Instead of focusing on allegations of campaign corruption, Tuesday's mayoral debate focused on issues that would have otherwise been at the forefront of this primary cycle.

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With allegations of corruption lingering and early voting in play, D.C.'s mayoral candidates engaged in a surprisingly tame debate.

Perhaps it was the church setting that allowed the D.C. mayoral candidates to turn the cheek Tuesday night, but after two heated debates, Tuesday's Metropolitan AME Church debate was much calmer.

All the candidates - Mayor Vincent Gray, Councilmembers Muriel Bowser, Tommy Wells, Jack Evans, Vincent Orange, as well as businessman Andy Shallal, former state department official Reta Lewis, music promoter Carlos Allen and write-in candidate Michael Green - fielded questions that focused on education, affordable housing, homelessness, jobs, District development and the equality and achievement gap.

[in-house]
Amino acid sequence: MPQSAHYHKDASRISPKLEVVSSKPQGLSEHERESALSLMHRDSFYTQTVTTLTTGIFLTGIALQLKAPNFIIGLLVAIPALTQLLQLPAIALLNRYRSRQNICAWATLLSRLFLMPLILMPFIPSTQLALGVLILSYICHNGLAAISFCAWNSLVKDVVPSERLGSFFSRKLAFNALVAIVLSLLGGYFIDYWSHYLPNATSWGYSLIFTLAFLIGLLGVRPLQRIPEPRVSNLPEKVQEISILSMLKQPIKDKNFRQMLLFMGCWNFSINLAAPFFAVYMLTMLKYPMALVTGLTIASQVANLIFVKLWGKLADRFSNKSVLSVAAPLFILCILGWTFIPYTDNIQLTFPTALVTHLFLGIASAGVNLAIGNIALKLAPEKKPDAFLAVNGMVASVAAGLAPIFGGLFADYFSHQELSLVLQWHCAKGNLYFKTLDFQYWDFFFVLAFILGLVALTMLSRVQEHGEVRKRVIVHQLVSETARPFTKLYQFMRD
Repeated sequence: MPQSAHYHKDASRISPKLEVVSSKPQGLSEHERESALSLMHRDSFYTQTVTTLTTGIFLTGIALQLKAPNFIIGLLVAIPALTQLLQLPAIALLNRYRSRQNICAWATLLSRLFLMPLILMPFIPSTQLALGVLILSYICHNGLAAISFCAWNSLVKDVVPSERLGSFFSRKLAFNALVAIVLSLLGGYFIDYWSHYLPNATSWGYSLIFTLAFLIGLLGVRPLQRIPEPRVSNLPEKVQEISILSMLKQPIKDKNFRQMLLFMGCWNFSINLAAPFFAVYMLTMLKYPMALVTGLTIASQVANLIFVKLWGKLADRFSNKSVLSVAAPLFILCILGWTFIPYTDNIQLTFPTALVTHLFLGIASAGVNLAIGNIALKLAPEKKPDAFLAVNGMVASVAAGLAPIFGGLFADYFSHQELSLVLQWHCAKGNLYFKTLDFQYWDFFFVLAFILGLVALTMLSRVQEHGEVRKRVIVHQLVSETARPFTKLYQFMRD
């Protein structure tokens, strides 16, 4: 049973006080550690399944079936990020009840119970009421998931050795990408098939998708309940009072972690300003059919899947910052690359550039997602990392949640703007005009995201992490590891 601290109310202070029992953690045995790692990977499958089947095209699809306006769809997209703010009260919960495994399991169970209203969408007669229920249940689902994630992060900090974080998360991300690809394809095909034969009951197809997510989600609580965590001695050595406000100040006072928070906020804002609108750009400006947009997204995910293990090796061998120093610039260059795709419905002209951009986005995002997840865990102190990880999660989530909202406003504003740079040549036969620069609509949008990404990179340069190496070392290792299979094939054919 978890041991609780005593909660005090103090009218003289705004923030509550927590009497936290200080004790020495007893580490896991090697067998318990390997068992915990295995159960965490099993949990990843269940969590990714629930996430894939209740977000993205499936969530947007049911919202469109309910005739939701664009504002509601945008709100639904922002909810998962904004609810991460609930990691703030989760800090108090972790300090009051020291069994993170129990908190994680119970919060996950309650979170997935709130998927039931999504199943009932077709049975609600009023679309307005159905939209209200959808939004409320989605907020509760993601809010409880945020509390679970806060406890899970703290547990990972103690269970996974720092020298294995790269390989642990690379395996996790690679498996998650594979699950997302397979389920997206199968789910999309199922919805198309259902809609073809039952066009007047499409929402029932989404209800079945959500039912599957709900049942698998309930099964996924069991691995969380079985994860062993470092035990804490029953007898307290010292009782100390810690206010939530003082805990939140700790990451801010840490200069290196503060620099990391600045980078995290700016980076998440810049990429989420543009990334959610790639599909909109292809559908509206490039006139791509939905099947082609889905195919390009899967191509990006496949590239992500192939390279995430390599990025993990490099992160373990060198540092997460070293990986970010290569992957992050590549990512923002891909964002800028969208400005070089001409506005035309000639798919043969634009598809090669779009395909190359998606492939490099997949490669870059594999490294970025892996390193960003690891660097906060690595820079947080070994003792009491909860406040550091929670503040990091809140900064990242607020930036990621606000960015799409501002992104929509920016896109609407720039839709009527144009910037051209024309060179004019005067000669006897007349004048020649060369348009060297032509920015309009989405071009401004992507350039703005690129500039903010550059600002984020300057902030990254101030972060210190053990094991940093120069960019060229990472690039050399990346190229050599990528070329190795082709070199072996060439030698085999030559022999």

They are the issues that would otherwise be at the forefront of this primary cycle if campaign corruption was not hanging over it.

The debate lasted about an hour and a half and spent, roughly two or three minutes on the allegations that Mayor Gray was aware that convicted businessman Jeffrey Thompson was funding an illegal, off-the-books campaign for Gray's 2010 election run.

Despite the allegations and growing momentum from the Bowser and Wells camps, Gray continues to hold on strong. WUSA9's Bruce Johnson reports that Gray is expected to pick up a hefty endorsement on Wednesday from former D.C. Mayor and current D.C. Councilmember Marion Barry.

Early voting has already began. The primary is scheduled for April 1st.

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